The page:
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Q&A with sharlene poole

Baby expert Sharlene Poole chatted to our community via Instagram Live, answering your most important questions. Here we share what she chatted about.

What are some suggestions to create a day/night difference for babies?

Start early on by understanding how much sleep your baby needs in the day to be tired enough to sleep at night as some babies sleep all day and then are awake all night! This does mean waking babies during the day in some cases, other babies are natural routine makers. Be consistent with your days where possible. At night try not to engage with your baby too much, talking quietly and slowly and keep lights dim when feeding and changing.

At what age can you start a routine with your baby, and what are some habits to include in their routine?

You usually look at starting a routine around 3-6 weeks subject to your expectations. Of course, if your baby shows signs as early as 3 weeks as this usually means they may be spirited and sensitive and in that case they thrive on consistency/ routine. However you will be recommended to feed on demand and therefore it is important you follow the right routine for your baby.

Some habits that become comforting for them are:
- Reading to them after their bath and milk feed.
- When settling them you can have a little song you sing to them every time you wrap them and cuddle before they go to sleep.
- Having bath time roughly the same time most days.

At what age can I start incorporating “self-soothe” techniques? Will this help my little one fall back asleep on their own?

This is a hard question because every baby is different and some babies self soothe from very very early on but then later need assistance, even as late at 9 months. This can often be brought on by a developmental change and or teething or travel. But if I think about an average age, it is usually around 6-12 weeks if you do it slowly and gently.  If you start early using a very gently method, you are likely to set a great foundation for their future and enjoying sleep. Start putting them to bed a bit more awake so being consciously more aware that they are not falling asleep on the breast if you are feeding them before sleep or if they need a bit of a rock, you might only rock them until they are little bit dozy and pop them down. But do it very gently and very softly so if they start crying, you can pick them up to start off with. If you do it gently and softly from quite early on, by the time they are actually closer to three to four months then they will sort of trust the whole process of going to bed.

When it comes to resettling, particularly at night but it may be that little one is waking due to having too much sleep during the day, or their wake time might not be long enough, so it may not be a settling issue.

Our gentle toddler has started biting us, we have a newborn. What should we say/do when he does this?

This is a very common thing to happen due to their emotional adjustment with having a sibling and having to share your love.  It can be a very challenging time for some toddlers. Also it often coincides with teething, cutting their molars and therefore they are feeling like biting something. Try not to tell them off because it is a cry out for attention.  Start by saying something like “Hey, please don't bite mummy, that hurts mummy and makes me sad”.  Then move off and try and immerse them into an activity that will distract them but reassure him that you still love him. Think about then what time of day it is occurring and what is happening at the time when they do it, i.e. while you are feeding or winding your baby?  Then try to work out what you could do differently to avoid feeling frustrated. It might be that you can get them more involved, helping with bathing, passing nappy equipment or looking at setting up some new activities like trains, play doh, music etc.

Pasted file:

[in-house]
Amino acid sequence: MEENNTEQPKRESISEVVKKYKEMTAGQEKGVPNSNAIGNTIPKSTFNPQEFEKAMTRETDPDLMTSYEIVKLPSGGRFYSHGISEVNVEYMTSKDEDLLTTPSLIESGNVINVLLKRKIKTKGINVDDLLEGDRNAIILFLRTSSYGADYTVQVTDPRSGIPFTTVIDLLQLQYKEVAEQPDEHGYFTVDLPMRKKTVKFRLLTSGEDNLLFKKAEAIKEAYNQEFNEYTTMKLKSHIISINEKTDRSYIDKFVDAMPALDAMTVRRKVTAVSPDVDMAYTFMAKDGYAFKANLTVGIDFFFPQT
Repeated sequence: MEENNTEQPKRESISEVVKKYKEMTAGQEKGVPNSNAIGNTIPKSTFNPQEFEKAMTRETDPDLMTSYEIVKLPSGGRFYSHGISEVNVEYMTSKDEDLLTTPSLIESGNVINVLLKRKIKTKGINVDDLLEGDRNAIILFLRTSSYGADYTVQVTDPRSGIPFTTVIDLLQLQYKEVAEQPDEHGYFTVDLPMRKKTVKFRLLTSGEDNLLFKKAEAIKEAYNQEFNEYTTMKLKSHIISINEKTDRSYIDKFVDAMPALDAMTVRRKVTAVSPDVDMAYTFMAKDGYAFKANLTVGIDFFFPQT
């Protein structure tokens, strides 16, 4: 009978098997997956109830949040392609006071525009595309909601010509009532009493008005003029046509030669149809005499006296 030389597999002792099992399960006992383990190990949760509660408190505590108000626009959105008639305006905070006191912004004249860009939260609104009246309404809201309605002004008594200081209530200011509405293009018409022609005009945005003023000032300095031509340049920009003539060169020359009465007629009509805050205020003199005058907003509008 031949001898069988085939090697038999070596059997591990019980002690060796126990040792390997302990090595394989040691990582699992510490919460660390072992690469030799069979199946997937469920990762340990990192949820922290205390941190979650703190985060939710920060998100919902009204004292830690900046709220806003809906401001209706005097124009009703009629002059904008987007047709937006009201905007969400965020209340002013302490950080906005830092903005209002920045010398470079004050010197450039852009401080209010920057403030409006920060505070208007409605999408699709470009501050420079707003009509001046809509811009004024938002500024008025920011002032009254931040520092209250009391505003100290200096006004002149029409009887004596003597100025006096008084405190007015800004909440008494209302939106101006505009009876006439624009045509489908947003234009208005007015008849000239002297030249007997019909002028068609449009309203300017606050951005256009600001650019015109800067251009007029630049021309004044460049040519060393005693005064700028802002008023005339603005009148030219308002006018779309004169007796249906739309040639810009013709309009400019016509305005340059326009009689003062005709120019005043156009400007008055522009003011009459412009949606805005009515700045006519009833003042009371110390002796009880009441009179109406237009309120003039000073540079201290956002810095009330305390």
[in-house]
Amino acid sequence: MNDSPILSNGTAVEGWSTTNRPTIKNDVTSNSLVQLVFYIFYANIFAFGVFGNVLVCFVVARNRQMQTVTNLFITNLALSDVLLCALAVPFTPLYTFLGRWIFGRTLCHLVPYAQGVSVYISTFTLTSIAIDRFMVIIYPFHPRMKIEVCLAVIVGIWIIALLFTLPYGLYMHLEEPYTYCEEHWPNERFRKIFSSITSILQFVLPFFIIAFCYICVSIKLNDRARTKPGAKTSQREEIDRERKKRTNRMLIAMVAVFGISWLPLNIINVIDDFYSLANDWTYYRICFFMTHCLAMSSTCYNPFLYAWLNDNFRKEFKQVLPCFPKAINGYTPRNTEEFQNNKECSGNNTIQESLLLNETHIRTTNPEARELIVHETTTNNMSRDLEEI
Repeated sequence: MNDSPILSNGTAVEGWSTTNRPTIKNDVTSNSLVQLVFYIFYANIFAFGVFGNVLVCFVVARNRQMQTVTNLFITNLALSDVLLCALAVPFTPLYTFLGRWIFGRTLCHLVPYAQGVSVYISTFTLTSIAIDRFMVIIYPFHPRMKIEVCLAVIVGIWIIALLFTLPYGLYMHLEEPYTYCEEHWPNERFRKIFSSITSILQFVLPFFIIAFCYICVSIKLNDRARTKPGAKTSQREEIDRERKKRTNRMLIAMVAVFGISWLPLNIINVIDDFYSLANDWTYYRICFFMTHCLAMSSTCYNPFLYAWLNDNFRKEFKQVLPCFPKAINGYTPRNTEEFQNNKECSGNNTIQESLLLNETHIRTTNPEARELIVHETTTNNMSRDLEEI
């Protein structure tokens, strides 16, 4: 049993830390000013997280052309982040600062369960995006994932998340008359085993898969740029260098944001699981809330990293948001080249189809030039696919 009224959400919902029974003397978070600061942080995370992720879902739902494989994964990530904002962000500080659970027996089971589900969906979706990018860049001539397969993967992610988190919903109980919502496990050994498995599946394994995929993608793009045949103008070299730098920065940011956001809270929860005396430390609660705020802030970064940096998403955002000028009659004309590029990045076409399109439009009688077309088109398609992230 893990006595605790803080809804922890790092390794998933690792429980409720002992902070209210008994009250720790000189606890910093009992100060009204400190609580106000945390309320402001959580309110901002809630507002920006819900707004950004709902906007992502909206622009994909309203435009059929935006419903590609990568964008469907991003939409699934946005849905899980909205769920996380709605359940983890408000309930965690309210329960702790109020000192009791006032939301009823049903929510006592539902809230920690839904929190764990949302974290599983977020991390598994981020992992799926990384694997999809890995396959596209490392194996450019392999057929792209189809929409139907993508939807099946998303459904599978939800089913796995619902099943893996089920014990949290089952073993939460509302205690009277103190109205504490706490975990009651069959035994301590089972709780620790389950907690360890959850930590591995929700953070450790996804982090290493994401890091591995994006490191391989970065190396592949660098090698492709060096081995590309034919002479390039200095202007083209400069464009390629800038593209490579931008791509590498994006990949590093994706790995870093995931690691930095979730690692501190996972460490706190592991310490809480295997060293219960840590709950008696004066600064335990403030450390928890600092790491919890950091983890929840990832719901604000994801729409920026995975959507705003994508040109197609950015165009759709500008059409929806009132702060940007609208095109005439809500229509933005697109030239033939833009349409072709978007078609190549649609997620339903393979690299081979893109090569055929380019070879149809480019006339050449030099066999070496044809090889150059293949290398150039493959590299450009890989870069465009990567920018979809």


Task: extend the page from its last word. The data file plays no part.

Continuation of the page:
Tips for toddlers who “muck around a lot” at bedtime?

Check that they are going to bed at the right time for their personality and age and you are not being just led by routine instead! Try not to engage too much with them after you have said goodnight, conversations that go on too long or requests for this and that will only work at keeping them awake. Try to repeat the same words like “lay down sleep time, good boy, see you in the morning”.

What are your thoughts on sleep aides, i.e. white noise, cuddling to sleep then transferring to crib, black-out curtains, etc?

Some babies need the help because they are sensitive and often light sleepers, while others can sleep through everything without any white noise.  Quite early on I would usually only suggest using white noise in the day and not at night but in some cases it is needed in the early hours if restless or if noisy neighbours/partner/siblings.

Thanks Sharlene for sharing your knowledge with us, we hope this helps answer some questions you may have! Be sure to join us on instagram for a series of sharing and learning, @naturebabynz in the coming weeks for more advice and support from our team of experts xx Nb